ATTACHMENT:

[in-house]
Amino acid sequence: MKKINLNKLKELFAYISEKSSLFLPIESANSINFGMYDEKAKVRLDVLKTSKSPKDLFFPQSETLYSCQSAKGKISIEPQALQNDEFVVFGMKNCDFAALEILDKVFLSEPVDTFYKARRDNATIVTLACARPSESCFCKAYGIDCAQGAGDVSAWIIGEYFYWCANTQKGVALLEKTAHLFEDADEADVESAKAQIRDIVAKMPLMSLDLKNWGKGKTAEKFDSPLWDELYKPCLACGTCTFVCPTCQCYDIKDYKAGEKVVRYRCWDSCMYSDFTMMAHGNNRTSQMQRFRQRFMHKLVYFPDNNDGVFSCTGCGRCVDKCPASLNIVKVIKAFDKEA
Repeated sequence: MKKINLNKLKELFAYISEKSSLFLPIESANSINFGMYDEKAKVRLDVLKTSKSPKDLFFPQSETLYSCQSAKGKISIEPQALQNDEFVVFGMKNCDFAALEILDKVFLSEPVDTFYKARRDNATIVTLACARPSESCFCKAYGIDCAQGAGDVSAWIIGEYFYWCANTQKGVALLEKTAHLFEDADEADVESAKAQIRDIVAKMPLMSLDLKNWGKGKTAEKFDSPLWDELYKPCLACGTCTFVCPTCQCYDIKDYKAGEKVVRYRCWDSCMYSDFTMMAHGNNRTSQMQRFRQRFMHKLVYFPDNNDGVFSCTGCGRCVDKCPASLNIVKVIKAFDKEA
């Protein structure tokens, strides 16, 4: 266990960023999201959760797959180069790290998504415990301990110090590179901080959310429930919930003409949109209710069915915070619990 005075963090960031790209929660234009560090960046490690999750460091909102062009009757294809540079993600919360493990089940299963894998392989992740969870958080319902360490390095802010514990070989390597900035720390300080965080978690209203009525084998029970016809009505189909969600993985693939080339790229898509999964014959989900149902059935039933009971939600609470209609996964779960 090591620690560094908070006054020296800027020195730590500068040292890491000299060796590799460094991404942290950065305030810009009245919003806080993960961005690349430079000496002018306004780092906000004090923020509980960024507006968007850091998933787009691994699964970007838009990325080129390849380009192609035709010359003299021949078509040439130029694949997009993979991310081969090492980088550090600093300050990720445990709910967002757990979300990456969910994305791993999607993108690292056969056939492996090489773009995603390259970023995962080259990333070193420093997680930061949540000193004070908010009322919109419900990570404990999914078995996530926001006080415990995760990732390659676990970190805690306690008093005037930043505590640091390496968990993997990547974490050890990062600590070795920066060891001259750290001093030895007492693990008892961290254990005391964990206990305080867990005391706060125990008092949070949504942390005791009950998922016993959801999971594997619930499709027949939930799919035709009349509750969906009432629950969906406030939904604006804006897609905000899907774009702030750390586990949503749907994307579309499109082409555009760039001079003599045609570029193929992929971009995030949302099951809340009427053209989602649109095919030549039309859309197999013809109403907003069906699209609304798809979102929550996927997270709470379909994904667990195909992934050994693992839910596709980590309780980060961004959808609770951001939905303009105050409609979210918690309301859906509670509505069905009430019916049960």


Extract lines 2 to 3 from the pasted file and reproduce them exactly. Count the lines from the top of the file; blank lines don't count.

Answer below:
Amino acid sequence: MKKINLNKLKELFAYISEKSSLFLPIESANSINFGMYDEKAKVRLDVLKTSKSPKDLFFPQSETLYSCQSAKGKISIEPQALQNDEFVVFGMKNCDFAALEILDKVFLSEPVDTFYKARRDNATIVTLACARPSESCFCKAYGIDCAQGAGDVSAWIIGEYFYWCANTQKGVALLEKTAHLFEDADEADVESAKAQIRDIVAKMPLMSLDLKNWGKGKTAEKFDSPLWDELYKPCLACGTCTFVCPTCQCYDIKDYKAGEKVVRYRCWDSCMYSDFTMMAHGNNRTSQMQRFRQRFMHKLVYFPDNNDGVFSCTGCGRCVDKCPASLNIVKVIKAFDKEA
Repeated sequence: MKKINLNKLKELFAYISEKSSLFLPIESANSINFGMYDEKAKVRLDVLKTSKSPKDLFFPQSETLYSCQSAKGKISIEPQALQNDEFVVFGMKNCDFAALEILDKVFLSEPVDTFYKARRDNATIVTLACARPSESCFCKAYGIDCAQGAGDVSAWIIGEYFYWCANTQKGVALLEKTAHLFEDADEADVESAKAQIRDIVAKMPLMSLDLKNWGKGKTAEKFDSPLWDELYKPCLACGTCTFVCPTCQCYDIKDYKAGEKVVRYRCWDSCMYSDFTMMAHGNNRTSQMQRFRQRFMHKLVYFPDNNDGVFSCTGCGRCVDKCPASLNIVKVIKAFDKEA